Proper placement with the right bullet and adequate energy would have made the difference.
Already answered. Long ago. After watching several hogs and deer run off after being hit right in the bread basket leaving us with long and difficult tracks because there was so little bleeding due to the fact the bullet never exited I learned my lesson.
Pardon me I was looking at the SST. There is no 140gr interbond in 6.5.
You know I don't even carry a ballistics calculator or weather meter and I manage to kill much smaller targets than deer at that range and beyond with the .260 shooting 130gr interbonds and siroccos so I don't see where such a crutch is necessary. If you are however using field calculations then having the proper variables entered eliminates the guess work.
So? That's why you have a ballistics program.
I can only think of one word that is really fitting for the use of a 6.5 at over 1,00yds on anything bigger than coyotes with any bullet, and that is "irresponsible".
No the key is using a bullet that is going to perform consistently and reliably at any range you pick within the practical limitatios of the caliber.
Before I'd use the Amax in the scenarios you describe I'd either go to the Scirocco or Berger Hunting VLD's. Much better choices of bullets.
I've got a very large 3x4 freak of a buck I've been watching for the last few weeks. If The shot presents itself my ambush set up will have me shooting him at between 800-1080yds. If he's under 900 I will use the .260, and if beyond I will use the 300 Rum. Both will be loaded with the Sciroccos and I have 100% confidence that the bullets will do the job even if I get a direct strike on the point of the shoulder.
At the same ranges I'm getting nice 1.5-2" exit holes on coyotes consistently and the doe I shot at 600 two weeks ago with the .260 gave similar results.
Shoot what you want. I don't care, but I will continue to recommend that quality hunting bullets be used in hunting situations to anyone who asks because that is what they are designed for.
Okay, so let me get this straight, I am irresponsible for shooting a deer at 1000 yards with my 260 but you are A-okay at 900 yards with your 260? This considering that my bullet will be flying faster due to the higher BC, allowing for less drop, less drift error, more ft lbs, and more expansion?
I am also irresponsible for shooting a target bullet for long range shots even though they expand better at those distances and cause more damage but you are just fine shooting sirocco's to 900 yards even though the velocity in a 260 is nearly 300 fps below what Swift recommends for proper bullet expansion?
I wonder what all the hunters did before the days of premium bullets where all they had were standard jacketed lead filled bullets. I am surprised my Dad and Granddad ever killed anything.
Shooting hogs, which are about as tough on a bullet as you can get in the US, is completely different than shooting antelope, deer, and even elk in many respects. Not sure I would use that experience to determine performance on thin skinned animals.
In addition, I don't aim for the point of the shoulder nor do I ever want to hit the point of the shoulder. If I do hit there I was way off target. Ideally this happens in a very small percentage of shots, less than 5% for sure. So why would I pick a bullet that may make 5% of my shots possibly more successful instead of choosing a bullet that performs better on 95% of my shots.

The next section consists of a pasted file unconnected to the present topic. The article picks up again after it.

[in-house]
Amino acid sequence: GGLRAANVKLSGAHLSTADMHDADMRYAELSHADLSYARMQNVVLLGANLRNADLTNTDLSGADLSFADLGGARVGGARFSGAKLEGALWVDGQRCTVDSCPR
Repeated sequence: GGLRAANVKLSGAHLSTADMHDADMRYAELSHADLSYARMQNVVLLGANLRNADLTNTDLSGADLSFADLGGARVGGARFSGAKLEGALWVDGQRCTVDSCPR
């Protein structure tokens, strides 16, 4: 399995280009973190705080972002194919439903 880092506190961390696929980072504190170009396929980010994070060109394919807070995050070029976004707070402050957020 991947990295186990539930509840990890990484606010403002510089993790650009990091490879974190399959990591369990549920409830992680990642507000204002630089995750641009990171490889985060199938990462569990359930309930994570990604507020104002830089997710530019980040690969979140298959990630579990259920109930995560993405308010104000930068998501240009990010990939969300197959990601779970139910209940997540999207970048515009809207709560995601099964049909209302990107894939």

Also, do I understand correctly that you do like the VLD hunting bullet, which is designed to blow up internally but don't like the frangbile A-max? The A-max and Berger have more in common IMO than the Berger and premium bullets do, as far as killing performance and bullet performance. The A-max and Berger both shed most of their weight and throw shrapnel in all directions. The benefit the A-max has over the Berger past the velocity limit of 1800-1900 fps is that the A-max will still expand and shed weight well past this 1800 fps where the VLD will not. Here is a good thread regarding shooting a bullet past its velocity limit. http://www.longrangehunting.com/forums/f17/long-range-elk-mistake-80226/
Finally, you miss one of the biggest reasons that LR hunters use high BC bullets, weather meters, and ballistic programs. It is called error reduction. Call it a crutch if you like but those items all help minimize a significant amount of shooter/shooting error.
There is error in range estimation, wind drift, angle to target, atmospheric conditions, trigger pull, steady hold, proper aim point, updrafts, movement of the animal, and on and on. High BC's and ballistic data helps minimize the potential error in every shot. Sure I can use my ballistic program to calculate drop and drift but all the above mentioned variable adds up to a certain amount of error in every shot and a bullet that shoots flatter and has less drift will eliminate the most amount of potential error. It's not about using a chart or ballistic app, its not about having the cool techie bullets or gear. It is about having all or as close to "all" of your shots being one shot kills. Any error reducing factor I can have in my favor I will take.
We obviously have a very different perspective on LR hunting. Don't get me wrong. There is a valid place for premium hunting bullets. But I think LR guys, especially those new to the sport, should be aware that premium bullets have their negatives just like frangible bullets do. And one of the big negatives are shooting them at LR when their velocity profile is such that proper expansion is unlikely.
Good luck in your shooting friend.